The Next Industrial Revolution
Emerging possibilities-A new type of industrialism-The loss of living systems-Valuing natural capital-The industrial mind-set-The emerging pattern of scarcity-Four strategies of natural capitalism -Radical resource productivity-Putting the couch potato of industrialism on a diet-An economy of steady service and flow-Restoring the basis of life and commerce
IMAGINE FOR A MOMENT A WORLD WHERE CITIES HAVE BECOME PEACEFUL and serene because cars and buses are whisper quiet, vehicles exhaust only water vapor, and parks and greenways have replaced unneeded urban freeways. OPEC has ceased to function because the price of oil has fallen to five dollars a barrel, but there are few buyers for it because cheaper and better ways now exist to get the services people once turned to oil to provide. Living standards for all people have dramatically improved, particularly for the poor and those in developing countries. Involuntary unemployment no longer exists, and income taxes have largely been eliminated. Houses, even low-income housing units, can pay part of their mortgage costs by the energy they produce; there are few if any active landfills; worldwide forest cover is increasing; dams are being dismantled; atmospheric CO2 levels are decreasing for the first time in two hundred years; and effluent water leaving factories is cleaner than the water coming into them. Industrialized countries have reduced resource use by 80 percent while improving the quality of life. Among these technological changes, there are important social changes. The frayed social nets of Western countries have been repaired. With the explosion of family-wage jobs, welfare demand has fallen. A progressive and active union movement has taken the lead to work with business, environmentalists, and government to create "just transitions" for workers as society phases out coal, nuclear energy, and oil. In communities and towns, churches, corporations, and labor groups promote a new living-wage social contract as the least expensive way to ensure the growth and preservation of valuable social capital. Is this the vision of a utopia? In fact, the changes described here could come about in the decades to come as the result of economic and technological trends already in place.
This book is about these and many other possibilities.
It is about the possibilities that will arise from the birth of a new type of industrialism, one that differs in its philosophy, goals, and fundamental processes from the industrial system that is the standard today. In the next century, as human population doubles and the resources available per person drop by one-half to three-fourths, a remarkable transformation of industry and commerce can occur. Through this transformation, society will be able to create a vital economy that uses radically less material and energy. This economy can free up resources, reduce taxes on personal income, increase per-capita spending on social ills (while simultaneously reducing those ills), and begin to restore the damaged environment of the earth. These necessary changes done properly can promote economic efficiency, ecological conservation, and social equity.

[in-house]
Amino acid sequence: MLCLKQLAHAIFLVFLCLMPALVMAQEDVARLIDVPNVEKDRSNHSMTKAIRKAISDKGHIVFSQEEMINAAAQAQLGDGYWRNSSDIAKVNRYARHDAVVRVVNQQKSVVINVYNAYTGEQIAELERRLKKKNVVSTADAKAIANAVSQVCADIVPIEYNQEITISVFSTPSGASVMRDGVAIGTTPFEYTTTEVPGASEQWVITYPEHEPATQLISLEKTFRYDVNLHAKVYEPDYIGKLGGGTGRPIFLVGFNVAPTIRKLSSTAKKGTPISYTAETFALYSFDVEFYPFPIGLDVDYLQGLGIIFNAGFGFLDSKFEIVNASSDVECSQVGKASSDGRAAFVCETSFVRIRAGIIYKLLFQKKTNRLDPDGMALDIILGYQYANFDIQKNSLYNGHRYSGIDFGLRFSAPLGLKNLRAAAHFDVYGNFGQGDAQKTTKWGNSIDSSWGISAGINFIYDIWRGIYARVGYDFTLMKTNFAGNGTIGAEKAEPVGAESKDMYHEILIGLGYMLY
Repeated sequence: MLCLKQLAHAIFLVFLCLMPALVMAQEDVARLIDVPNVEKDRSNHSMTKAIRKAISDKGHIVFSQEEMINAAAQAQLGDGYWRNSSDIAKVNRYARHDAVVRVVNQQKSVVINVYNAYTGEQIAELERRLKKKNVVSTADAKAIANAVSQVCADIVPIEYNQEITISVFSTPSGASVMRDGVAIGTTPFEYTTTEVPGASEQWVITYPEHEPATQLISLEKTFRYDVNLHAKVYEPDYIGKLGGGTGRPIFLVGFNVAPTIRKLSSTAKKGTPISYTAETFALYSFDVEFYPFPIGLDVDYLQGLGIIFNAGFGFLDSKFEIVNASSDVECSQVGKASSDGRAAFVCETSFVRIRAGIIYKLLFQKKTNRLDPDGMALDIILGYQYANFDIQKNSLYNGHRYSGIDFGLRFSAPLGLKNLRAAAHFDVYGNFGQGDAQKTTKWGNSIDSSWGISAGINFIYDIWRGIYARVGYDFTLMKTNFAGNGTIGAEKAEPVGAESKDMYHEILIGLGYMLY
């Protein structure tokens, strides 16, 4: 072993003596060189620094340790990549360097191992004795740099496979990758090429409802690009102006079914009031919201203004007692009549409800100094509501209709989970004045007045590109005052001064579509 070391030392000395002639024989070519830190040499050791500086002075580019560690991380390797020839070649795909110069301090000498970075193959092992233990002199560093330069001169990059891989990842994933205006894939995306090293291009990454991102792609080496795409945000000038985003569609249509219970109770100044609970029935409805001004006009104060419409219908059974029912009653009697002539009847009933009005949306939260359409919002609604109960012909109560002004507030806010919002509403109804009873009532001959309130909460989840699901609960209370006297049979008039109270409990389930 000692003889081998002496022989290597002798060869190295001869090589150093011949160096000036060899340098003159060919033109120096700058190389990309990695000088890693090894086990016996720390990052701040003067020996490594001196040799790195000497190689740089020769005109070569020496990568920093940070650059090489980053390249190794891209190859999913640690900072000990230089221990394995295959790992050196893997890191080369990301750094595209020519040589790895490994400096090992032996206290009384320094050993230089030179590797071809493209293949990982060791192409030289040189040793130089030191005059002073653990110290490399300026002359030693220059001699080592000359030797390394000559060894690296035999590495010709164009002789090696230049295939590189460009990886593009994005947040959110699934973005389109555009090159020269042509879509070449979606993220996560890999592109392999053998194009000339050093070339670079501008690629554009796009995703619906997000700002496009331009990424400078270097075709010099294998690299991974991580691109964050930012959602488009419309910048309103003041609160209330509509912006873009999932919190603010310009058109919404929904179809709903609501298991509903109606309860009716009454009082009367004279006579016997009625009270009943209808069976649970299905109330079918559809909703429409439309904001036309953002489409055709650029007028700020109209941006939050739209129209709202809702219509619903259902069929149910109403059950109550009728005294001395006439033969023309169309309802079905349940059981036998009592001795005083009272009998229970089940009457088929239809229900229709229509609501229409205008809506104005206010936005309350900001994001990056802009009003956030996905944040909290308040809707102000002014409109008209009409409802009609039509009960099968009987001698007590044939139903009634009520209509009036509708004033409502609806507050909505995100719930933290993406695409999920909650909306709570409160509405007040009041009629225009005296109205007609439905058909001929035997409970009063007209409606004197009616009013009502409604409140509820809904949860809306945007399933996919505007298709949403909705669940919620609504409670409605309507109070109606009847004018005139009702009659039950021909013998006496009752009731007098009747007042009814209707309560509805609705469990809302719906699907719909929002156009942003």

The industrial revolution that gave rise to modern capitalism greatly expanded the possibilities for the material development of human-kind. It continues to do so today, but at a severe price. Since the mid-eighteenth century, more of nature has been destroyed than in all prior history. While industrial systems have reached pinnacles of success, able to muster and accumulate human-made capital on vast levels, natural capital, on which civilization depends to create economic prosperity, is rapidly declining, and the rate of loss is increasing proportionate to gains in material well-being. Natural capital includes all the familiar resources used by humankind: water, minerals, oil, trees, fish, soil, air, et cetera. But it also encompasses living systems, which include grasslands, savannas, wetlands, estuaries, oceans, coral reefs, riparian corridors, tundras, and rainforests. These are deteriorating worldwide at an unprecedented rate. Within these ecological communities are the fungi, ponds, mammals, humus, amphibians, bacteria, trees, flagellates, insects, songbirds, ferns, starfish, and flowers that make life possible and worth living on this planet.
As more people and businesses place greater strain on living systems, limits to prosperity are coming to be determined by natural capital rather than industrial prowess. This is not to say that the world is running out of commodities in the near future. The prices for most raw materials are at a twenty-eight-year low and are still falling. Supplies are cheap and appear to be abundant, due to a number of reasons: the collapse of the Asian economies, globalization of trade, cheaper transport costs, imbalances in market power that enable commodity traders and middlemen to squeeze producers, and in large measure the success of powerful new extractive technologies, whose correspondingly extensive damage to ecosystems is seldom given a monetary value. After richer ores are exhausted, skilled mining companies can now level and grind up whole mountains of poorer-quality ores to extract the metals desired. But while technology keeps ahead of depletion, providing what appear to be ever-cheaper metals, they only appear cheap, because the stripped rainforest and the mountain of toxic tailings spilling into rivers, the impoverished villages and eroded indigenous cultures-all the consequences they leave in their wake-are not factored into the cost of production.
It is not the supplies of oil or copper that are beginning to limit our development but life itself. Today, our continuing progress is restricted not by the number of fishing boats but by the decreasing numbers of fish; not by the power of pumps but by the depletion of aquifers; not by the number of chainsaws but by the disappearance of primary forests. While living systems are the source of such desired materials as wood, fish, or food, of utmost importance are the services that they offer, services that are far more critical to human prosperity than are nonrenewable resources. A forest provides not only the resource of wood but also the services of water storage and flood management. A healthy environment automatically supplies not only clean air and water, rainfall, ocean productivity, fertile soil, and watershed resilience but also such less-appreciated functions as waste processing (both natural and industrial), buffering against the extremes of weather, and regeneration of the atmosphere.
Humankind has inherited a 3.8-billion-year store of natural capital. At present rates of use and degradation, there will be little left by the end of the next century. This is not only a matter of aesthetics and morality, it is of the utmost practical concern to society and all people. Despite reams of press about the state of the environment and rafts of laws attempting to prevent further loss, the stock of natural capital is plummeting and the vital life-giving services that flow from it are critical to our prosperity.